o The conclusion above depends on which of the following
assumptions?
o The author of the passage above makes which of the following
assumptions?
o In the passage above, the author assumes which of the following
statement to be true?
2 Inference: Questions, which test your ability to go beyond the author’s
explicit statements and see what these statements imply, may be worded like
these.
o It can be inferred from the passage above that the author
believes that …
o Which of the following is implied by the passage above?
o From the information above, which of the following is the most
reasonable inference?
3 Conclusion: Questions that test your ability to determine what claim can
logically be made on the basis of evidence in the passage above?
o If the statements above are true, which of the following in a
conclusion that can be properly drawn?
o The statements in the passage, if true, best supports which of the
following conclusions?
4 Central Point: Questions that test your ability to understand the
thrust of an argument.
o The statement sited above conveys which of the following
propositions?
o The author of the passage above argues that…
o Which of the following expresses the point the author of the
passage above makes?
5 Support: Questions that test your ability to recognize whether an
assertion supports or undermines an argument.
o Which of the following, if true, best supports the author’s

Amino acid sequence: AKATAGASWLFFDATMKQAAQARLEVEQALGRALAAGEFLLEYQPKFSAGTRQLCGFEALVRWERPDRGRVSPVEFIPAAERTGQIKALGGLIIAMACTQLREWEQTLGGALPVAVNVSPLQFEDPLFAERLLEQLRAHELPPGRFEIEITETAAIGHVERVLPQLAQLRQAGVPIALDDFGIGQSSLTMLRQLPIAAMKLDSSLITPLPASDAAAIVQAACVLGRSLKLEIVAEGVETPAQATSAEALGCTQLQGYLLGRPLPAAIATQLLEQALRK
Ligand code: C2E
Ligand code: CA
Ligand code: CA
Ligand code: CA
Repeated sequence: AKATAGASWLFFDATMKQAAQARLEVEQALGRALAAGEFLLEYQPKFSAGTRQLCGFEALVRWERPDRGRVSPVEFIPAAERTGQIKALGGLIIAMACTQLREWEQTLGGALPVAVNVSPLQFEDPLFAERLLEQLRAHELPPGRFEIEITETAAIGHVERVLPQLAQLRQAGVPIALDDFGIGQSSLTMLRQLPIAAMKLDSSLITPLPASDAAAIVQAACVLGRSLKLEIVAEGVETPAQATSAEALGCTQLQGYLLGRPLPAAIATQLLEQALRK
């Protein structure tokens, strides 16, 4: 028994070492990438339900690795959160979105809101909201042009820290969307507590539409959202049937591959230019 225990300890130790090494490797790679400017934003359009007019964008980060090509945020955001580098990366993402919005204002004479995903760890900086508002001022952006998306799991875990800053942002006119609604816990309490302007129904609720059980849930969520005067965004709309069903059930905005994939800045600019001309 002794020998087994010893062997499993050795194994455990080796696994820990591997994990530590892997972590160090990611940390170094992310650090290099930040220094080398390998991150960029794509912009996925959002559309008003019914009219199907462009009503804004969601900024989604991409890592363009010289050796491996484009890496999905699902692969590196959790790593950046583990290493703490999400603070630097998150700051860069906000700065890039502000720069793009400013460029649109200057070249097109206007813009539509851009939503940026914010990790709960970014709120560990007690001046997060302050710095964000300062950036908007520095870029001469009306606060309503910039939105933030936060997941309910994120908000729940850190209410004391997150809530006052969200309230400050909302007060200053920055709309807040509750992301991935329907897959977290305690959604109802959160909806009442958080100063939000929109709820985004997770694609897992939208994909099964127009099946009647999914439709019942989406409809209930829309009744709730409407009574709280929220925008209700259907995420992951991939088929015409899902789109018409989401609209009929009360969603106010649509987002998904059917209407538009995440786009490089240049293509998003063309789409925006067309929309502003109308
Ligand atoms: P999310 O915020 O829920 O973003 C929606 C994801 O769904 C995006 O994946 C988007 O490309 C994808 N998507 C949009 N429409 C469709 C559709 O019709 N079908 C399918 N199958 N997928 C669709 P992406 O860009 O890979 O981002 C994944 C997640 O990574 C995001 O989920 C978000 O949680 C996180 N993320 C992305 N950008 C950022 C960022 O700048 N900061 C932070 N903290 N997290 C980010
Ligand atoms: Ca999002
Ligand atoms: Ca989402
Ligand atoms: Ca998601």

conclusion?
o Which of the following, if true, most weakens the author’s
conclusion?
6 Argument Evaluation: Questions that test your ability to judge
an argument.
o Which of the fol lowing identifies a flaw in the speaker’s
reasoning?
o Which of the following would be most important to know when
evaluating the accuracy of the argument above?
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• Do not try to skim the passage, read each argument carefully. It is not
enough to have a general idea about the argument; you must be able to
analyze it very carefully.
• You must find the conclusion of the argument, which the author claims to
have reached. That most common situations are as follows:
o The conclusion is the last sentence of the passage, often starting
by words such as so, therefore, thus, hence, consequently etc.
o The conclusion is the first sentence of the passage followed by
the supporting evidence.
o Occasionally, the conclusion is not present in the passage; in this
case, the question asks you to identify the conclusion.
• Pay particular attention to signal words such as accordingly, for this
reason, hence, although, but, except, in contrast, nevertheless, unlike etc.
• Eliminating the choices is always the best strategy if you do not know what
the correct answer is. This process will eliminate some obvious wrong
choices. And you will be able to make an educated guess from the
remaining ones.